Ghana has been focusing on aligning its transition efforts, particularly in the oil and gas sector, with the UN SDGs which provide a comprehensive framework for global development that includes ESG facets. The transition towards cleaner energy sources, including renewable energy such as solar and wind, contributes to this goal by providing cleaner energy options which cut reliance on fossil fuels.

According to the IPCC, surpassing a 1.5C-degree temperature increase could lead to irreversible outcomes. Nevertheless, implementing efficient measures for the adaptation and mitigation can substantially decrease vulnerability and enhance climate resilience. By reducing its reliance on fossil fuels and investing in renewable energy, Ghana is contributing to mitigating greenhouse gas emissions and addressing climate change challenges.

Ghana’s Climate Change Policy Framework outlines strategies for mitigating and adapting to the impact of climate change, including efforts to reduce greenhouse gas emissions through the promotion of renewable energy. The bans on new independent power producers have been lifted and this can be beneficial to renewable sources of energy. The government has stated that the lifting of the ban is intended to facilitate the development of the renewable energy market and, therefore, help Ghana achieve its climate objectives under the Paris Agreement. Wind and solar energy are abundant and sustainable resources. Adding new independent power producers dedicated to these sources can increase Ghana’s energy capacity, making more electricity available to meet growing demand.

Currently, there has been development in the windfarm sector in Ada, such as the Lakela Wind Farm which can significantly contribute to Ghana’s renewable energy capacity. Another focus is the Konikablo Wind Farm which is also expected to include 60 wind turbines and further enhance Ghana’s energy capabilities.

These renewable power generations produce little to no greenhouse gas emissions compared to conventional fossil fuel-based power generation and by investing in these clean energy sources, Ghana can make significant strides towards SDG13.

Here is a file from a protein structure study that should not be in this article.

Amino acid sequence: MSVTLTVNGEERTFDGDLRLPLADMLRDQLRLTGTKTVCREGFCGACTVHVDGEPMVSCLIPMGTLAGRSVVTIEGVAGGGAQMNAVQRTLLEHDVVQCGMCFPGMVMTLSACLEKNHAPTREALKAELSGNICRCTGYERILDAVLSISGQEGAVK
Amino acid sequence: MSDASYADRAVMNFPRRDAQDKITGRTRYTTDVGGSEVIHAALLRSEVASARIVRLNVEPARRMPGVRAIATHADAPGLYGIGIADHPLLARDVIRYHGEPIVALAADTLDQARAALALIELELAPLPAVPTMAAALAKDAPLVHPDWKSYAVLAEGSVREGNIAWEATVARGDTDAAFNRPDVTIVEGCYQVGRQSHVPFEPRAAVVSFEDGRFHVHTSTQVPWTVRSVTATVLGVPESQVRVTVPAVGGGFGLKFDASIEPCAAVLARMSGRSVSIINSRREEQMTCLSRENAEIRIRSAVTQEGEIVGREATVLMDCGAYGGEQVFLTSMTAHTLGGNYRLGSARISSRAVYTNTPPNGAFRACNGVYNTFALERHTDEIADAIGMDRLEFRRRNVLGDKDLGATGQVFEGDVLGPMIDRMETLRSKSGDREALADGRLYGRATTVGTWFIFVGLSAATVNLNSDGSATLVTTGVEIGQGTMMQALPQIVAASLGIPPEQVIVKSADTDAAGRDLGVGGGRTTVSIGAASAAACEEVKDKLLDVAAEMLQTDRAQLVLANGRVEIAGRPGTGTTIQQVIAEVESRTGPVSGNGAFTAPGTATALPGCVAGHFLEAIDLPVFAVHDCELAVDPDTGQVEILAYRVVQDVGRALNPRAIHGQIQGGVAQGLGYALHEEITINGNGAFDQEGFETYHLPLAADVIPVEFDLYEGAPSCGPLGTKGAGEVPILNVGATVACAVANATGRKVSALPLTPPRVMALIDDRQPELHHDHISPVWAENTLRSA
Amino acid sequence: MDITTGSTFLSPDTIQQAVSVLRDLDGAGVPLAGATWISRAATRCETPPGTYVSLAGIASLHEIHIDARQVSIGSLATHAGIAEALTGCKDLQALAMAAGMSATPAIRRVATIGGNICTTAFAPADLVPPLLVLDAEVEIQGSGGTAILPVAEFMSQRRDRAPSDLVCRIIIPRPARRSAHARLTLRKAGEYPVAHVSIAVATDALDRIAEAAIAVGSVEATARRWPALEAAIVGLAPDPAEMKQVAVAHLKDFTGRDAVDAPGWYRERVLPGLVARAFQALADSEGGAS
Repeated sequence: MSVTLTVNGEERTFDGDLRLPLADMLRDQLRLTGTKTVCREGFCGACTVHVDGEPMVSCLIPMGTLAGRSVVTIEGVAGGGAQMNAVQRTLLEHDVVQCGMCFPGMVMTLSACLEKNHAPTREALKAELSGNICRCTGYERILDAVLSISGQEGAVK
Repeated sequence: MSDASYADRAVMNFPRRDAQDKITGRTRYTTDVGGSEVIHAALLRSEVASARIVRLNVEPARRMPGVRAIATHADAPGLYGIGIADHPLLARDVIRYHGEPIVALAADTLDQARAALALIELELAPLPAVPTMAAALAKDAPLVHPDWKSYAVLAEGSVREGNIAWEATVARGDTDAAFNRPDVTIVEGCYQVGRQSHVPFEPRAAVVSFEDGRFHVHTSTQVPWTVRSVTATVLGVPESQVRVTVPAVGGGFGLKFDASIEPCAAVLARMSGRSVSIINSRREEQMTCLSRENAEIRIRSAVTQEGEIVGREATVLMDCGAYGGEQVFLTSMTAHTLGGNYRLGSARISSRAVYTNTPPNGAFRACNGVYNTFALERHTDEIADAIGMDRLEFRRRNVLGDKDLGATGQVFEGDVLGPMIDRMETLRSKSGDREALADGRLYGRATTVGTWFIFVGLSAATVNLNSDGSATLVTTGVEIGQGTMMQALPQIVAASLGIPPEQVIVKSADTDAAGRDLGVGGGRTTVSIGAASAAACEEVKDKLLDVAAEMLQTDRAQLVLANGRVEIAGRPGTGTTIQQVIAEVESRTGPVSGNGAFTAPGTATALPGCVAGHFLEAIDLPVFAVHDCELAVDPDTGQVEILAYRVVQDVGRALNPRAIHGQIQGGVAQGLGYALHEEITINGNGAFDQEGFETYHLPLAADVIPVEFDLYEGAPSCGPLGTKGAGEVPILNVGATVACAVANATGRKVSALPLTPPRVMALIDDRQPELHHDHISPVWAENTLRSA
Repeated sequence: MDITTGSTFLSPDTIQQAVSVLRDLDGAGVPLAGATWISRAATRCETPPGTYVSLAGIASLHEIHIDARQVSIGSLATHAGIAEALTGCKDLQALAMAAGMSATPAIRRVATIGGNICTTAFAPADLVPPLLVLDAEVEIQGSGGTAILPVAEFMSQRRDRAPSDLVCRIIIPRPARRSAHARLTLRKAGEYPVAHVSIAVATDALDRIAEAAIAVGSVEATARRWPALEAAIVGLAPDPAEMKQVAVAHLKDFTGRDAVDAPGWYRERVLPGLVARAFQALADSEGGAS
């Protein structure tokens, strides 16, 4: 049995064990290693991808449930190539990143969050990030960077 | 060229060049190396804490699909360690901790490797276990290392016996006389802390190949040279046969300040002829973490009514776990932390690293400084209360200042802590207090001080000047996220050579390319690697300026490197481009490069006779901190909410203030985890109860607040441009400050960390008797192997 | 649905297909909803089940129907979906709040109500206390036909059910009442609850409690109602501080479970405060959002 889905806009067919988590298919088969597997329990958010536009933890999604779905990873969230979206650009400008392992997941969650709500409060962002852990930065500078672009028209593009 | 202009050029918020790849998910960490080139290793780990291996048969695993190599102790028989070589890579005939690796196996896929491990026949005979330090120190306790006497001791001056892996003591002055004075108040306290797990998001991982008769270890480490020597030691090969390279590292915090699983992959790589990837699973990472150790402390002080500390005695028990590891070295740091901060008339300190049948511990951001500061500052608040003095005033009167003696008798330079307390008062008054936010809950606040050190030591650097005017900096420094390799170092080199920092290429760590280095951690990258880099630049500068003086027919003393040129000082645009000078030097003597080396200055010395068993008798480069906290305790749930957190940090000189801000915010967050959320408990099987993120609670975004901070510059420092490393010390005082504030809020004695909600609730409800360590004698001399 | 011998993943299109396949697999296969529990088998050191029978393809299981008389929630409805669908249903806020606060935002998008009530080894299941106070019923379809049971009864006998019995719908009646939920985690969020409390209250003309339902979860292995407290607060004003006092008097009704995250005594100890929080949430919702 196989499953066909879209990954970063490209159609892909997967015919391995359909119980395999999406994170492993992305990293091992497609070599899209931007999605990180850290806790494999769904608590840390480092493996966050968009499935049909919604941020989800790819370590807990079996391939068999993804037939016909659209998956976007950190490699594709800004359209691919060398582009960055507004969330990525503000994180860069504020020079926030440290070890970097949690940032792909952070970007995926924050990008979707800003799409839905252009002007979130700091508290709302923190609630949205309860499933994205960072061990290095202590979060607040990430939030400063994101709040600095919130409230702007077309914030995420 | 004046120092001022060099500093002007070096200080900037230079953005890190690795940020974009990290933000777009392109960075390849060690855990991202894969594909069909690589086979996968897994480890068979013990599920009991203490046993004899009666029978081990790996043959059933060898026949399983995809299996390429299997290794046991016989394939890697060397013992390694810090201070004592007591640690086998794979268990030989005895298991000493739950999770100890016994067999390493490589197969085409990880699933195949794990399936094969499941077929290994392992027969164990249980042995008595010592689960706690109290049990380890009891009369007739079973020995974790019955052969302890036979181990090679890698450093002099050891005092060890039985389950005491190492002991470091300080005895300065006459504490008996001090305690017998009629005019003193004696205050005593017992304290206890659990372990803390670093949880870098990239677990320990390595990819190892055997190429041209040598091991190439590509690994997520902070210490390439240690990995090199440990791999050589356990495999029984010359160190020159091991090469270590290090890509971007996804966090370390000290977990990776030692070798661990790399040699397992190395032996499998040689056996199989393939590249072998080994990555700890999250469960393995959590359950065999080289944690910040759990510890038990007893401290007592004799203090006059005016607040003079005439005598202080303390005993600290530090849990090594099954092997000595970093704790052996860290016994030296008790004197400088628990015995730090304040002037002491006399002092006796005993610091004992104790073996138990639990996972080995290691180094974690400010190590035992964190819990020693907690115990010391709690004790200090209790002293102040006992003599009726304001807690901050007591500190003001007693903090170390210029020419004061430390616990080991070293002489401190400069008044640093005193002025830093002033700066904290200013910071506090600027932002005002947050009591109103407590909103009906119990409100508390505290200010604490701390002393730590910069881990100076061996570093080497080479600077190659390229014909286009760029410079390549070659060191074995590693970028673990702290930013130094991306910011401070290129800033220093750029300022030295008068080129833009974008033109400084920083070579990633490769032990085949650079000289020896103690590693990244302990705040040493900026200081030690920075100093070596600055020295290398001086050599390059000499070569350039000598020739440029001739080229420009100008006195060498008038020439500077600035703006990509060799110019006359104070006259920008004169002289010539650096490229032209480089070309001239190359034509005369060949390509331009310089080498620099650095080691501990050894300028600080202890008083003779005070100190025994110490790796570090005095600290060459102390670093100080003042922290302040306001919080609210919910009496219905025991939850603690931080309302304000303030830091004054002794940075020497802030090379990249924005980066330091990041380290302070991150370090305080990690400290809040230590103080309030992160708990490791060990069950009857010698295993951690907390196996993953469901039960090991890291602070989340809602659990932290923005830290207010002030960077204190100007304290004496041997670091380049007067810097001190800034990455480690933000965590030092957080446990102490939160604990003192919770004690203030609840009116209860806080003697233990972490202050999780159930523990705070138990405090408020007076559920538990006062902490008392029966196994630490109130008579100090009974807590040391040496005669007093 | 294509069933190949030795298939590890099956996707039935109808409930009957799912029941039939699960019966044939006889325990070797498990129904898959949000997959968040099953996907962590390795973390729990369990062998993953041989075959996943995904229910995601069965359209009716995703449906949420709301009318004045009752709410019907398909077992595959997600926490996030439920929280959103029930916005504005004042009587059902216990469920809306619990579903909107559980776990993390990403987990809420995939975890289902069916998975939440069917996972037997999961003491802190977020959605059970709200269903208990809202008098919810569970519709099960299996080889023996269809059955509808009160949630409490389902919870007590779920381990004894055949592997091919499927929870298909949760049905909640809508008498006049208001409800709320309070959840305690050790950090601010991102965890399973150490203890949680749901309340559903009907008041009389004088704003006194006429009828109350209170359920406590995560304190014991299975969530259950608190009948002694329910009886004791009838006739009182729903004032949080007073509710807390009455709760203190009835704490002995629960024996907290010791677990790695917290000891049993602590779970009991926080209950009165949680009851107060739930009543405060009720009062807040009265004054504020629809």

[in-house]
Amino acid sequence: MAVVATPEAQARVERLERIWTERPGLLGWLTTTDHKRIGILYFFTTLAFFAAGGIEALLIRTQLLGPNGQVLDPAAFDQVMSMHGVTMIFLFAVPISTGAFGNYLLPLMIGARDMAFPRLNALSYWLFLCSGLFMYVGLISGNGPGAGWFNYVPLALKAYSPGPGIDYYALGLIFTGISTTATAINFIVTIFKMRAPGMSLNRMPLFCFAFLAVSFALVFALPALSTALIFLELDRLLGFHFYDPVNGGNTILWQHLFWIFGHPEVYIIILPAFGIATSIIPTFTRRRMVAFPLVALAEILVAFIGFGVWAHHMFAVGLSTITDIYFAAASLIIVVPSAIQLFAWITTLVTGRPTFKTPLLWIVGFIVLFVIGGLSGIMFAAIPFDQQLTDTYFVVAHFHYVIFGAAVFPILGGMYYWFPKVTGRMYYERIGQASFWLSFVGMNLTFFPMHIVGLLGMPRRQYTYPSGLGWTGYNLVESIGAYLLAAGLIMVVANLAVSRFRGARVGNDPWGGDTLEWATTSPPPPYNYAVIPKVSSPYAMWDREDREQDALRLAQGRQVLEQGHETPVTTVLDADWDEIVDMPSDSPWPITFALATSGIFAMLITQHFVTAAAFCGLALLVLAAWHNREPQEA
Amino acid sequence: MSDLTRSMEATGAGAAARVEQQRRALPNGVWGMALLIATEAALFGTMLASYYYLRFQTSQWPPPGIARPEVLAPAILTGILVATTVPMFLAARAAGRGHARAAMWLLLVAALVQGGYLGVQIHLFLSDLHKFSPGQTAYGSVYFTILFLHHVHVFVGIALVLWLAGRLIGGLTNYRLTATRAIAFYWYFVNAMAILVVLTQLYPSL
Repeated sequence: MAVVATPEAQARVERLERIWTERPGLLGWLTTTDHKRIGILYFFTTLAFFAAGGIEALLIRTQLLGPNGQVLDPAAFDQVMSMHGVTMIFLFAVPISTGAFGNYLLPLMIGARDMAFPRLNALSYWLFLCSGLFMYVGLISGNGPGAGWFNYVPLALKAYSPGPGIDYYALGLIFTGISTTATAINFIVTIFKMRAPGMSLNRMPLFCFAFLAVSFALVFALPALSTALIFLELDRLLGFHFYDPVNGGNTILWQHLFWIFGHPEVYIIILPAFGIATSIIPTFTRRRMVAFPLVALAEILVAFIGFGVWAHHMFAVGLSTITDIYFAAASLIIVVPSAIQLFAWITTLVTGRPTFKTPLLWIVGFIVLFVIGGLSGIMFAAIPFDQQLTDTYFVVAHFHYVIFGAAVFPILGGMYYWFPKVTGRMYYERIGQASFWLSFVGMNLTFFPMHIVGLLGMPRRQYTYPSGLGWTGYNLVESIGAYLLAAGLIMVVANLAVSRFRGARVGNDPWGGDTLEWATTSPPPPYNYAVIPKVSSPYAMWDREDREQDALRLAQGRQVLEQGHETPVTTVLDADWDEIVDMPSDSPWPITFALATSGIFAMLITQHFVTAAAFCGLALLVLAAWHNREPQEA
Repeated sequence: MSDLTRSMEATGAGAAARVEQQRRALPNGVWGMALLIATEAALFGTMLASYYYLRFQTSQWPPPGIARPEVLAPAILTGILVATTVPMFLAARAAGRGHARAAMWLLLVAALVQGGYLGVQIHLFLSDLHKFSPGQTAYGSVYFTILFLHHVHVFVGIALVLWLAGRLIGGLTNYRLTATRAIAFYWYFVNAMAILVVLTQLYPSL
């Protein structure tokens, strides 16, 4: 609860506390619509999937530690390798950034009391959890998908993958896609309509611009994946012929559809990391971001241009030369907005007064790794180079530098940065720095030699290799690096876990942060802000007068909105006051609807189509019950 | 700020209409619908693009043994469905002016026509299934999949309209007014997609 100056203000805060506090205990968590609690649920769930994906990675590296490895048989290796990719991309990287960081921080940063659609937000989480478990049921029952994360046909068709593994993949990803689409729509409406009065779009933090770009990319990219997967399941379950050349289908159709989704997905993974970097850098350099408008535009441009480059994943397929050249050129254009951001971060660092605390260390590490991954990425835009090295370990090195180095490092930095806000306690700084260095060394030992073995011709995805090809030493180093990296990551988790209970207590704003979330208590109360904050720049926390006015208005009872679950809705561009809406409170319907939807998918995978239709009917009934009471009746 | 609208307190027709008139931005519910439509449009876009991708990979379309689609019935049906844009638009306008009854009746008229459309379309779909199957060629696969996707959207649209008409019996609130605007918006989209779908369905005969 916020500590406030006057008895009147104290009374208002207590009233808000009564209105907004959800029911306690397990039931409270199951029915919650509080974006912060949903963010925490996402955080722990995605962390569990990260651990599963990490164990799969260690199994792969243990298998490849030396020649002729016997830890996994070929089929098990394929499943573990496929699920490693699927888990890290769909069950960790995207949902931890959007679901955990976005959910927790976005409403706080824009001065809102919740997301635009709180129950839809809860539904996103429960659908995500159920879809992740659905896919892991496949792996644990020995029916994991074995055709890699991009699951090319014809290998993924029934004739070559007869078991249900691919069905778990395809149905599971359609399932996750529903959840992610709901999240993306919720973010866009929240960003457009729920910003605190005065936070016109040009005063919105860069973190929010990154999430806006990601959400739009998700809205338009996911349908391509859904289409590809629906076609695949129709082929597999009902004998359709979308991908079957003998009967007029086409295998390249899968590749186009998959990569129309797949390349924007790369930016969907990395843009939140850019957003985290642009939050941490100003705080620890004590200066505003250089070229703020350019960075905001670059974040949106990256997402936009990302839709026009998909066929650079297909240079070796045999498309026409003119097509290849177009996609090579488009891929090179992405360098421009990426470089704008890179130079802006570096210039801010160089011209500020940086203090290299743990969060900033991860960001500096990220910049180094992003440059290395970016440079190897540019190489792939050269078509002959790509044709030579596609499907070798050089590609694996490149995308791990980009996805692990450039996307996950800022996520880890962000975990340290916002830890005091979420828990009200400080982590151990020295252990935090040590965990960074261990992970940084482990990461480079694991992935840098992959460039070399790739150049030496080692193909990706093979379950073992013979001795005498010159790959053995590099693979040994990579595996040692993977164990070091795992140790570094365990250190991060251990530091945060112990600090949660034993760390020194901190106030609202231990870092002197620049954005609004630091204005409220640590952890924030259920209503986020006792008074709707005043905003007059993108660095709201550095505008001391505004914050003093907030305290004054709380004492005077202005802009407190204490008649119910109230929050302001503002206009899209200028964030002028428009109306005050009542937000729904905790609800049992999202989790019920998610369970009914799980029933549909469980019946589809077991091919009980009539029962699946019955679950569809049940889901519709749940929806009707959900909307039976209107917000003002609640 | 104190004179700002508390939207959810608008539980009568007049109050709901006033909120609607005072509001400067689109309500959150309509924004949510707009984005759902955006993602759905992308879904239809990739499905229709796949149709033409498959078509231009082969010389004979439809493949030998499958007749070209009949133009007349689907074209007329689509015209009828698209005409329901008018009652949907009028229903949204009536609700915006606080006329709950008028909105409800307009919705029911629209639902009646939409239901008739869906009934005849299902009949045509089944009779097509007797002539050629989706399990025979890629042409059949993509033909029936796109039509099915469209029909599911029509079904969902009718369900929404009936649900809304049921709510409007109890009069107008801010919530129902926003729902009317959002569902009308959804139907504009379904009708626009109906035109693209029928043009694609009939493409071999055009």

Ghana Gas projects towards energy transition

Ghana undertakes various gas projects as part of its energy transition efforts. These projects aim to use natural gas resources more efficiently, reducing greenhouse gas emissions, and contributing to a cleaner energy mix.

Ghana has been focusing on using its domestic natural gas resources for power generation. The West African Gas Pipeline (WAGP) brings gas from Nigeria to Ghana, and the Ghana Gas Company (GGS) operates the Atuabo Gas Processing Plant to process Ghana’s own natural gas reserves. This gas is then used for electricity generation, reducing the reliance on more carbon-intensive fuels.

The integrated gasification combined cycle (IGCC) plant involves the development of a power station which uses gasified indigenous lignite (brown coal) to generate electricity. This project aims to diversify Ghana’s energy sources and reduce dependence on imported fuels.

Ghana has also been encouraging the use of liquefied petroleum gas (LPG) as a cleaner alternative to traditional biomass for cooking.


After the discovery of commercial quantities of petroleum in 2007, Ghana has been taking steps to ensure a successful petroleum regime. Presently, there is also a move towards clean energy, albeit a slow one, and this transition currently only lightly affects the industry even though there is the potential for the transition to massively affect the industry soon. Ultimately, the oil and gas industry is still a major focus for Ghana, with the country having plans of new exploration activities.

Lucie Blay
Blay & Associates, Accra

Davidina Dadson
Blay & Associates, Accra